Exploring Downtown Asheville, North Carolina

asheville north carolina

Asheville, North Carolina, is a town of many titles. Self Magazine considers it the Happiest City for Women, while to Rolling Stone, it’s America’s New Freak Capitol. Outside Magazine calls it one of America’s Best Outside Towns, while AmericanStyle names it among the country’s Top Arts Destinations.

Indeed, Asheville offers a little something for everyone. Many visitors are drawn by the city’s proximity to the historic Biltmore Estate, scenic Blue Ridge Parkway and famed Great Smoky Mountains. But Asheville’s charming downtown district is a treasure all of its own, with its array of Art Deco buildings, art galleries, socially conscious boutiques and gourmet restaurants. The “Buy Local” movement is strong in Asheville, with many store windows sporting signs that read “Love Asheville, Choose Independent” and “Local Is The New Black.” You won’t find any McDonald’s or fast fashion chain stores, but you will find an eclectic mix of places to eat, shop and see. Here are some highlights from a recent trip.

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Asheville’s array of artisan and ethnic food shops make it a perfect town for sampling. Start at the Laughing Seed Café, where you’ll find fresh, organic, farm-to-table vegetarian food. If the famed house veggie burger leaves you hungry, try a kathi roll at Chai Pani, a funky Indian street food joint. Then, unwind with a cup of Hotcha green tea and a book on Eastern philosophy in the pillowed recesses of Dobra Tea; their smoothies are also incredible. Cap off your eating adventure with sweet tea truffles at The Chocolate Fetish.

If you decide to go beyond downtown Asheville, don’t miss the inventive Mexican fare at White Duck Taco Shop, like the Banh Mi Tofu taco or the delectable Chips and Queso. Down at the Biltmore Village, you’ll find the Corner Kitchen, which offers gourmet but unpretentious cuisine that is sourced from area farmers and producers. The Obamas are said to be fans.

Shop

If you’re in the market for handblown glass terrariums, hemp tunics and natural oatmeal soaps, you’ve come to the right place. The historic Grove Arcade and Woolworth Walk are Asheville’s shopping epicenters, playing host to a variety of local artists, crafters and small business owners. The Mountain Made gallery at Grove Arcade is a highlight, with artisan products from across western North Carolina. Book lovers will get lost at the Battery Park Book Exchange and Champagne Bar, a cozy spot that combines two of life’s greatest pleasures: books and bubbly.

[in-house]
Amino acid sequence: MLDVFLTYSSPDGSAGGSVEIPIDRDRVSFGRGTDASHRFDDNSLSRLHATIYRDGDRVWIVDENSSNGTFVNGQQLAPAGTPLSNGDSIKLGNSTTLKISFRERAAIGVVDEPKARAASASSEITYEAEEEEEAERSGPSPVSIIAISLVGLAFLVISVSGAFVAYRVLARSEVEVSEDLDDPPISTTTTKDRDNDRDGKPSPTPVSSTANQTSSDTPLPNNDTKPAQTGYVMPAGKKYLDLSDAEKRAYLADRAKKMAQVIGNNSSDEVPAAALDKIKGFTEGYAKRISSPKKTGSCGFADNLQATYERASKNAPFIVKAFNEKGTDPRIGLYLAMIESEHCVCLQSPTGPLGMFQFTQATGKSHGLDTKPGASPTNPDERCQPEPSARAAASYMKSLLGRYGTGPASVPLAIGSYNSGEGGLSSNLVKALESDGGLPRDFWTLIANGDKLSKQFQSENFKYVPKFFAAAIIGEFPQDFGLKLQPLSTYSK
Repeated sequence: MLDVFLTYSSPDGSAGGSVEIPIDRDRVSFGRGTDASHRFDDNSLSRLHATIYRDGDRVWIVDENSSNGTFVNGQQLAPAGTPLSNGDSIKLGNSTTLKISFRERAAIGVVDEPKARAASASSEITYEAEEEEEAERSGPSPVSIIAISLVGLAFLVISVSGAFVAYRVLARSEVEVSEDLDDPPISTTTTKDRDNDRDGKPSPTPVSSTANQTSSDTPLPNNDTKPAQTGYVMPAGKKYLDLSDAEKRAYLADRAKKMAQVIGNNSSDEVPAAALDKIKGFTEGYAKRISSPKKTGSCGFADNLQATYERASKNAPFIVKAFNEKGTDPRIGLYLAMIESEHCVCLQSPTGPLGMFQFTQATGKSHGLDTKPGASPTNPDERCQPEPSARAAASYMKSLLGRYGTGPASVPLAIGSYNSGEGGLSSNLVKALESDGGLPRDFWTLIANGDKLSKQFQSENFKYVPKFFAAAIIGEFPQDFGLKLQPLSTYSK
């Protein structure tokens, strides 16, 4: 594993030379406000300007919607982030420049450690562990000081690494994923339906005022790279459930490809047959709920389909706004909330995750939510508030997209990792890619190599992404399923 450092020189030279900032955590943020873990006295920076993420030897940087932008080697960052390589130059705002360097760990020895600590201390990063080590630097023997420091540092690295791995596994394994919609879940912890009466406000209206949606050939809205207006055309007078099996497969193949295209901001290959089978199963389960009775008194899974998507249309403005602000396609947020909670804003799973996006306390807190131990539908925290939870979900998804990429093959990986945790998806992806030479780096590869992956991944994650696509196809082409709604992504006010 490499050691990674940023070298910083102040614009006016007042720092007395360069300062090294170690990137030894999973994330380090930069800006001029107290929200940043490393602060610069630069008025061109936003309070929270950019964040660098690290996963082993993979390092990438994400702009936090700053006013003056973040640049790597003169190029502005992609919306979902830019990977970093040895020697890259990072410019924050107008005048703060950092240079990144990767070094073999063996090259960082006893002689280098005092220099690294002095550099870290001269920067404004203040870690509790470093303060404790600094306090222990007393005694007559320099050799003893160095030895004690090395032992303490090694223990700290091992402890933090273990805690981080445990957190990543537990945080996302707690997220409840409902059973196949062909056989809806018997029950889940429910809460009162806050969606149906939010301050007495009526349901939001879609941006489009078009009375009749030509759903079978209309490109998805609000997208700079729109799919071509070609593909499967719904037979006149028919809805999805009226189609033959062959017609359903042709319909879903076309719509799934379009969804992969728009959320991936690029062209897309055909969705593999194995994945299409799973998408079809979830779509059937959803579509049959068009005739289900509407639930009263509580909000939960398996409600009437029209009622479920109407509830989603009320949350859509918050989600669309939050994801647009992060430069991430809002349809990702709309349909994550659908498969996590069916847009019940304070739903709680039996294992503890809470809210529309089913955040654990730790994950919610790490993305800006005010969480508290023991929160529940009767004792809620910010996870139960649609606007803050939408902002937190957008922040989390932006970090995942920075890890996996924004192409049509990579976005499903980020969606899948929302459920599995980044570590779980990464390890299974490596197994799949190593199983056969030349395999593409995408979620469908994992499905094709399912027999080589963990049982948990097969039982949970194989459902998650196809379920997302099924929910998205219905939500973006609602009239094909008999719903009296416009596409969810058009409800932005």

For clothes shopping, head to Spiritex, an eco-fashion boutique that sells organic cotton clothing produced within a 120-mile radius. Both Frock and Minx offer expertly curated selections of women’s apparel, much of which is also made in America.

See

At the turn of the century, Asheville was a popular mountain resort for luminaries like F. Scott Fitzgerald, Thomas Edison and Henry Ford. Today, the city is home to an impressive array of Art Deco architecture, second only to Miami in the Southeast. The most famous example is George W. Vanderbilt’s famed Biltmore Estate, located just out of town. But downtown Asheville has a fair share of highlights too. The best way to tour the city’s architectural wonders is the free self-guided Urban Trail Walking Tour, which consists of 30 educational stops around the city. After winding up the two-hour tour, it will be clear why Asheville is regularly named one of the Most Beautiful Places in America.

[Photo Credit: Jessica Marati]

Fall foliage experts predict best color show in years

Jonesing for an excuse to drive the Blue Ridge Parkway or visit Western North Carolina? If a long weekend in the mountains is in your future, you may want to plan your visit around foliage expert’s color predictions. This year, biologists and naturalists in Western North Carolina and the Asheville area are singing the same tune: Seasonal weather patterns and early climate indicators may trigger the most colorful leaf season in years.

“A long spell of dry weather during the spring and summer could provide some of the most brilliant colors seen in several years for leaf-lookers headed to the mountains of Western North Carolina this autumn,” reported Katherine Mathews, Western Carolina University’s assistant professor of biology specializing in plant systematics.

Extreme elevation variations and biologically diverse microclimates combine to give the Southern Appalachian Mountains one of the longest and most colorful leaf seasons in the country.

Jesse Pope, chief naturalist at Grandfather Mountain in North Carolina predicts that color at the highest elevations will begin at the end of September.

“I’m very optimistic about the intensity of color we could see this year. However, the duration and timing of fall greatly depends on these last couple of weeks in September. Rapid changes in temperature could start the color action early,” said pop Pope.

“While there were periods of low rainfall with some higher than normal temperatures, the mountains around Asheville have had plenty of rain toward the end of the summer. With cooler, clear weather moving in this September, fall seems to be setting up nicely,” seconded Parker Andes, director of horticulture at Biltmore in Asheville.

To plan your vacation, consider visiting a site like FallintheMountains.com or a Twitter account like @FallColorHunter, both sponsored by the Asheville Convention & Visitors Bureau. Both will track up-to-the-minute color updates.

[Image courtesy of by Hugh Morton]